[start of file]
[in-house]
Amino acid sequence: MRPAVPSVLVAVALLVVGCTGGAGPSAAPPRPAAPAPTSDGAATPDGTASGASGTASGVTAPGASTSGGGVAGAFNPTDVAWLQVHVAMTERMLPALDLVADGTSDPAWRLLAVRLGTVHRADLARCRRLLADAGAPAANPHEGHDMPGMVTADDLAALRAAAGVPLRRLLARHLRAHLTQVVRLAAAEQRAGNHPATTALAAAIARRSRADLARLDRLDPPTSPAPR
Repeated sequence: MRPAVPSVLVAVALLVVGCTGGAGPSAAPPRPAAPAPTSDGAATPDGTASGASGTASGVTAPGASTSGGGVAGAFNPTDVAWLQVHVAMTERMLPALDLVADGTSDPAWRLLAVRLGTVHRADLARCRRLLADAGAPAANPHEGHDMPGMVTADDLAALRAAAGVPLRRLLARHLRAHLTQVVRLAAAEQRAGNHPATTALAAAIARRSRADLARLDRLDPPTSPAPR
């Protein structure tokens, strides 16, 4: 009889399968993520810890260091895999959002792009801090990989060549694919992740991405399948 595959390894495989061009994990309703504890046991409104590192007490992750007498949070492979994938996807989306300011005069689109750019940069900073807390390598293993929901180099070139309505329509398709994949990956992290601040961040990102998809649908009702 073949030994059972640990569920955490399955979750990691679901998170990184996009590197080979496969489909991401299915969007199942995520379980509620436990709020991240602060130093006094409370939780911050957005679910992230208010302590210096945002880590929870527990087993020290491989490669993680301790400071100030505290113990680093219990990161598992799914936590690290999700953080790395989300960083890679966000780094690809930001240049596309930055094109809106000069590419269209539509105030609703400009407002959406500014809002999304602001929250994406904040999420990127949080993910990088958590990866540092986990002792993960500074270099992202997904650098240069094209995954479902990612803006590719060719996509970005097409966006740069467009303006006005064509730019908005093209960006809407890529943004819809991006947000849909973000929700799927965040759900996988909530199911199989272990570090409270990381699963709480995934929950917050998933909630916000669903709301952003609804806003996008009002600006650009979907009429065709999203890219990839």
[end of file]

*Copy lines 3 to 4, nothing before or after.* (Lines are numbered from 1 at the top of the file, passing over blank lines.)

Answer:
Repeated sequence: MRPAVPSVLVAVALLVVGCTGGAGPSAAPPRPAAPAPTSDGAATPDGTASGASGTASGVTAPGASTSGGGVAGAFNPTDVAWLQVHVAMTERMLPALDLVADGTSDPAWRLLAVRLGTVHRADLARCRRLLADAGAPAANPHEGHDMPGMVTADDLAALRAAAGVPLRRLLARHLRAHLTQVVRLAAAEQRAGNHPATTALAAAIARRSRADLARLDRLDPPTSPAPR
């Protein structure tokens, strides 16, 4: 009889399968993520810890260091895999959002792009801090990989060549694919992740991405399948 595959390894495989061009994990309703504890046991409104590192007490992750007498949070492979994938996807989306300011005069689109750019940069900073807390390598293993929901180099070139309505329509398709994949990956992290601040961040990102998809649908009702 073949030994059972640990569920955490399955979750990691679901998170990184996009590197080979496969489909991401299915969007199942995520379980509620436990709020991240602060130093006094409370939780911050957005679910992230208010302590210096945002880590929870527990087993020290491989490669993680301790400071100030505290113990680093219990990161598992799914936590690290999700953080790395989300960083890679966000780094690809930001240049596309930055094109809106000069590419269209539509105030609703400009407002959406500014809002999304602001929250994406904040999420990127949080993910990088958590990866540092986990002792993960500074270099992202997904650098240069094209995954479902990612803006590719060719996509970005097409966006740069467009303006006005064509730019908005093209960006809407890529943004819809991006947000849909973000929700799927965040759900996988909530199911199989272990570090409270990381699963709480995934929950917050998933909630916000669903709301952003609804806003996008009002600006650009979907009429065709999203890219990839």